It has three pin a,b,c
this is the way i put them.

a went to ground
b went to output
c --- where does this go?

I have also bought 50k and two 5k potioentiometers.

13. ### neon

1,325
0
Oct 21, 2006
you cannot input into an LM317 mre then 36 volts and zero volts out is ridiculos just shut the power off then. the output can be 1.2v for minimumn. for the same current outthe lm317 needs to get rid of a lot of heat. heatsink is required.

14. ### Peter BennettGuest

The pot should go in place of R2, with the center terminal connected
to the LM317 "ADJ" pin, and one end terminal connected to ground.

You probably don't want a pot of more than 5K, or the useful range of
the post will be squeezed down at one end.

--
Peter Bennett, VE7CEI
peterbb4 (at) interchange.ubc.ca
new newsgroup users info : http://vancouver-webpages.com/nnq
GPS and NMEA info: http://vancouver-webpages.com/peter

15. ### MooseFETGuest

[... LM317 ...]
You may also want to include a 0.1U from the ADJ pin of the LM317 to
circuit ground. The LM317 has useful gain up into the many MHz
range. This is good because it makes the output voltage very stable
with changing loads but also can cause oscillations if the leads are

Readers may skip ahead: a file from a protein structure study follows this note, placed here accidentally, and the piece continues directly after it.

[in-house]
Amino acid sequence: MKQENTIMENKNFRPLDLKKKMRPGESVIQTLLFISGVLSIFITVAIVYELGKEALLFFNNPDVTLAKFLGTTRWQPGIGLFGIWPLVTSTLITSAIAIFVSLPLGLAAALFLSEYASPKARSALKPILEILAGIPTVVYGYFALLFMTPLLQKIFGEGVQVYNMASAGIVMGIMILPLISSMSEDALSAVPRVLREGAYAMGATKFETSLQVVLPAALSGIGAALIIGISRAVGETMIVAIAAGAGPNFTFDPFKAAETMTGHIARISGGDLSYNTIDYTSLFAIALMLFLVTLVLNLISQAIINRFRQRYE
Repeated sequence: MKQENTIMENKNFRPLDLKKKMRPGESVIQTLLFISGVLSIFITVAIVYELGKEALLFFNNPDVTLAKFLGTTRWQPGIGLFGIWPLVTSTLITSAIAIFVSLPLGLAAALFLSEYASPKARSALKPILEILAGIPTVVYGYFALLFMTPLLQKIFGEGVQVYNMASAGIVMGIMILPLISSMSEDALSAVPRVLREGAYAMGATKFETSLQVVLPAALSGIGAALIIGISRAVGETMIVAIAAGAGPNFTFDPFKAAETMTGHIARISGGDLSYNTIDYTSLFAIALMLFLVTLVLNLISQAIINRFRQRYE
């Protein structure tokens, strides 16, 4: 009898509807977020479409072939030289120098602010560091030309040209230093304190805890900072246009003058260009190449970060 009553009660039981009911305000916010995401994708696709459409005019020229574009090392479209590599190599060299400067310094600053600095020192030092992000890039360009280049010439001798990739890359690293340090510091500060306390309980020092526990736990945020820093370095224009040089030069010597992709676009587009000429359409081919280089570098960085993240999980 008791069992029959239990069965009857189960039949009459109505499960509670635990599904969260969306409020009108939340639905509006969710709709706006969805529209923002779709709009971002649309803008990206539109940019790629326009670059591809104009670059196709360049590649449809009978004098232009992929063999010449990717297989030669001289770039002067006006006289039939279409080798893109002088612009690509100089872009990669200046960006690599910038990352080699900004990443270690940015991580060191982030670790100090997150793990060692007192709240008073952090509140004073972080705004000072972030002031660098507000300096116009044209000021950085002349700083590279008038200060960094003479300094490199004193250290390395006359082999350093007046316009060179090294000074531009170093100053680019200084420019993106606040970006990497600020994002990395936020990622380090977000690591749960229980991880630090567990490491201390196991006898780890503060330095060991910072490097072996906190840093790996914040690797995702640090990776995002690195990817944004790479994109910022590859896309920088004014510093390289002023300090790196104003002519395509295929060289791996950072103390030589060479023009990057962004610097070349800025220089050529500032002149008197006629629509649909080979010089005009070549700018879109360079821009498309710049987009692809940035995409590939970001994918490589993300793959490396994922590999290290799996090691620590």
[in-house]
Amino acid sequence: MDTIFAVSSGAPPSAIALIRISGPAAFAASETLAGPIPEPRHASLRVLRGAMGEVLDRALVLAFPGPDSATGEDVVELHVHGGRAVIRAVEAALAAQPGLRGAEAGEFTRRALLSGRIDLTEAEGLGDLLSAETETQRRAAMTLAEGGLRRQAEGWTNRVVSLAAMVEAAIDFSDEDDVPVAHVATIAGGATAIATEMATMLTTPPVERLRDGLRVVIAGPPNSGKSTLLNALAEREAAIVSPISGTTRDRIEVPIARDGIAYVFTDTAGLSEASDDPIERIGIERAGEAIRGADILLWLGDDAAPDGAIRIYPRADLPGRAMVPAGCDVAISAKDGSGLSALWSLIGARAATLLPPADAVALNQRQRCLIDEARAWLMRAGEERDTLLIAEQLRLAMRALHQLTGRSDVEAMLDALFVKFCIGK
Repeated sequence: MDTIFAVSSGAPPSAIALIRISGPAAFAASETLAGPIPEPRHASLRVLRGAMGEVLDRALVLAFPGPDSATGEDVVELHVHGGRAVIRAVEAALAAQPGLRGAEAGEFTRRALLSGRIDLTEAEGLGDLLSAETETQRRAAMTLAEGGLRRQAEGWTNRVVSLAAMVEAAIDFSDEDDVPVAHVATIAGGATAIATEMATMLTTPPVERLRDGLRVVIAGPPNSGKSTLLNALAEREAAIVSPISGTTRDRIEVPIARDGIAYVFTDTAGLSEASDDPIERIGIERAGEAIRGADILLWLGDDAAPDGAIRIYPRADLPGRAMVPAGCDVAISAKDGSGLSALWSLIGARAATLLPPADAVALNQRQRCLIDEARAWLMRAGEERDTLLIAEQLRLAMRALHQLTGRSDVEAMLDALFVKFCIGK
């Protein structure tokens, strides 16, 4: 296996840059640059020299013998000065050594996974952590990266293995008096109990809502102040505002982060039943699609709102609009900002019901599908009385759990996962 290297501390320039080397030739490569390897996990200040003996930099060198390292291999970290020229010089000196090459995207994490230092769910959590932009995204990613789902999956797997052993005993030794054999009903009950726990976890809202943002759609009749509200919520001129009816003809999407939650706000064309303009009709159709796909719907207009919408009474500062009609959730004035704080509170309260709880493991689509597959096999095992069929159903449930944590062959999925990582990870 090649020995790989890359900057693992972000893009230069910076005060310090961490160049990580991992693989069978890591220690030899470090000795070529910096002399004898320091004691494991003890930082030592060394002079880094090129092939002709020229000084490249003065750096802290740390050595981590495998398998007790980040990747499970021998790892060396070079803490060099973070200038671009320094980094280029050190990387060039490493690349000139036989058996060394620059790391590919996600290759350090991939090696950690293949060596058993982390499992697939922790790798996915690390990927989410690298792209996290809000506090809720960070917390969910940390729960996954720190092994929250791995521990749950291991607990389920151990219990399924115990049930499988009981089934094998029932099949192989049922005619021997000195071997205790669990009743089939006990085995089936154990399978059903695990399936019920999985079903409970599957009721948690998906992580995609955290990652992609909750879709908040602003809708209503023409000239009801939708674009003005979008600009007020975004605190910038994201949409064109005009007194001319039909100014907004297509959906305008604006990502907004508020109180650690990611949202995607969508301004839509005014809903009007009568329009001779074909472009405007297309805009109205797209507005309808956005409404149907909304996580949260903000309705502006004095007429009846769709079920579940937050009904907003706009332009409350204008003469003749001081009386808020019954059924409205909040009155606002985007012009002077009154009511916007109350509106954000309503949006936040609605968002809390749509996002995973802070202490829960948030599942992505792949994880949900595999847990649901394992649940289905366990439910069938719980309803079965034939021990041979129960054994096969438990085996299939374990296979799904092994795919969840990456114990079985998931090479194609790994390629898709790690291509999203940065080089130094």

too long.

If the LM317 is sharing a source with other loads, you will also want
to think about what happens when the power switch is turned off. You
may want to add a diode (1N400X) from the output bact to the supply
(Cathode to supply). This way the output of the regulator is pulled
down if the input to it goes down.

16. ### neon

1,325
0
Oct 21, 2006
lets get to basic the LM317 is a 1.2 v regualtor with capabiliy of 1.5 amps max input is 36 volts. the power dissipation is totaly dependend on power out. this guy will never ever go to 0 volts except on power shut down. want zero then the adj must go below -1.2 volts. all the BS will never change that. it is simple to design provided that power dissipation is considered

17. ### zvod32

1
0
Jul 10, 2010
i had a 14v 500mah wall wart, and i wanted to ajust the speed of some fans i had rigged on it....so i had a 120v pot on it...and the thing sparked and smoked......it was a 1 mega ohm...any suggestions